Northern Ireland – an international opportunity

February 2022

Much has been written about the UK and Brexit. However, while Great Britain seems to be moving ahead in a post-Brexit world, Northern Ireland is having to adapt and change to a different post-Brexit (and post-pandemic) trading environment. But this article is not about historical or political differences; it is about a shared future for Northern Ireland – a future inside both the United Kingdom and the EU single market.

Northern Ireland is home to many global success stories. It is also renowned for the excellence of its education – Queen’s University Belfast and Ulster University highlight the quality and quantity of well-educated staff available to global companies seeking to grow a strategic base in Northern Ireland. During the last twenty years, large businesses such as Citibank, Allstate, and CME Group have all established operations in Belfast. However, SMEs are now also looking to base themselves in Northern Ireland to take advantage of the high-quality skills and lower costs available in the region.

As, traditionally, a ship building city, Belfast has faced many challenges in recent times. However, a new renewable industry is growing rapidly as local companies turn to manufacturing offshore wind turbines, expanding their global offering to meet an ever-increasing world-wide demand. There are also examples of new technologies resulting in new research and development companies forming to explore energy efficient ways of reducing pollution in the shipping industry.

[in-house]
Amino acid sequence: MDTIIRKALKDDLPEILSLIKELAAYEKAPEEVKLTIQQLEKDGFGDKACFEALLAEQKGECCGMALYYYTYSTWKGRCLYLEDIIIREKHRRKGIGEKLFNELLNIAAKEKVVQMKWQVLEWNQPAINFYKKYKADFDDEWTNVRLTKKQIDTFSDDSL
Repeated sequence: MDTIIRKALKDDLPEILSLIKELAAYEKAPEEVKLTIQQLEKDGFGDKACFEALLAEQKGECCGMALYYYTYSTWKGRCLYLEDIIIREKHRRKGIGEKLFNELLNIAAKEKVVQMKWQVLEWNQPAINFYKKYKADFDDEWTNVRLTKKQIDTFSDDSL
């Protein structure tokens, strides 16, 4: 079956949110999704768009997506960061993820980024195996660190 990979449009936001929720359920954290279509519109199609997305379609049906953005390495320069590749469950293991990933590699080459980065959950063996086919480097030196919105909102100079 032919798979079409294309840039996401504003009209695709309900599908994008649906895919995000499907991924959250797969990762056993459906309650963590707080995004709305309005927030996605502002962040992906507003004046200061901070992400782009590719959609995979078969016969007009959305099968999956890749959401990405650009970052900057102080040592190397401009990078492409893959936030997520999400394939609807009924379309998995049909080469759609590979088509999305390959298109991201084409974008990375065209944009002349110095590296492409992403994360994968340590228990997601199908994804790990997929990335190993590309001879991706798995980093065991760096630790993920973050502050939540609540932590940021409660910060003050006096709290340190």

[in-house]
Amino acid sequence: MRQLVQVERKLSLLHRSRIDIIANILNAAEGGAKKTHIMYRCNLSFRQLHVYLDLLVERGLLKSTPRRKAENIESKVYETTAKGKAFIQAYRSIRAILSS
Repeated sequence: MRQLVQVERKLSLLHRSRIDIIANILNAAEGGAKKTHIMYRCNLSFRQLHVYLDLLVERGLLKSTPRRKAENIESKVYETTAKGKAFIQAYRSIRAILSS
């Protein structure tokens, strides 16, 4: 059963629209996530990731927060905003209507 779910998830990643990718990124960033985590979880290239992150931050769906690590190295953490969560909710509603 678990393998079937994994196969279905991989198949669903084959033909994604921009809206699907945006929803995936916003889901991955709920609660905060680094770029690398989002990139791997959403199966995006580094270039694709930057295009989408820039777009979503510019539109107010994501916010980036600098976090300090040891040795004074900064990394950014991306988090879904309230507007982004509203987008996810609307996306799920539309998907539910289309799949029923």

Northern Ireland is home to many innovative companies leading the way in new markets and sectors, developing the technology of the future, helped by the availability of a highly skilled workforce that is used to working on large-scale projects and products. Yet, Northern Ireland is unquestionably underdeveloped in terms of mergers and acquisitions; thus, there are significant opportunities for overseas companies to acquire owner-managed and established family businesses in Northern Ireland.

This trend is already well-established in the financial, legal and technology sectors. But there is a wider opportunity, driven by Northern Ireland’s unique position of being simultaneously inside the UK and the EU single market (for the sale of goods). Overseas companies seeking access to both markets will find that Northern Ireland can trade freely with either. Add to this a continually growing population of young, skilled, and educated people and Belfast provides the perfect base for long-term growth.

During the pandemic, and since the Brexit deal was announced, we have witnessed several international companies using Northern Ireland as a base for growth by establishing joint ventures and forming new companies. However, much more is still achievable given Northern Ireland provides businesses with an immediate and well-established distribution footprint in both the UK and the EU.

Northern Ireland offers a unique proposition: a growing, well-trained workforce and a pipeline of highly educated students graduating every year from local universities. International businesses will discover that the region’s cost-effective base and attractive growth story will excite both boards and shareholders alike.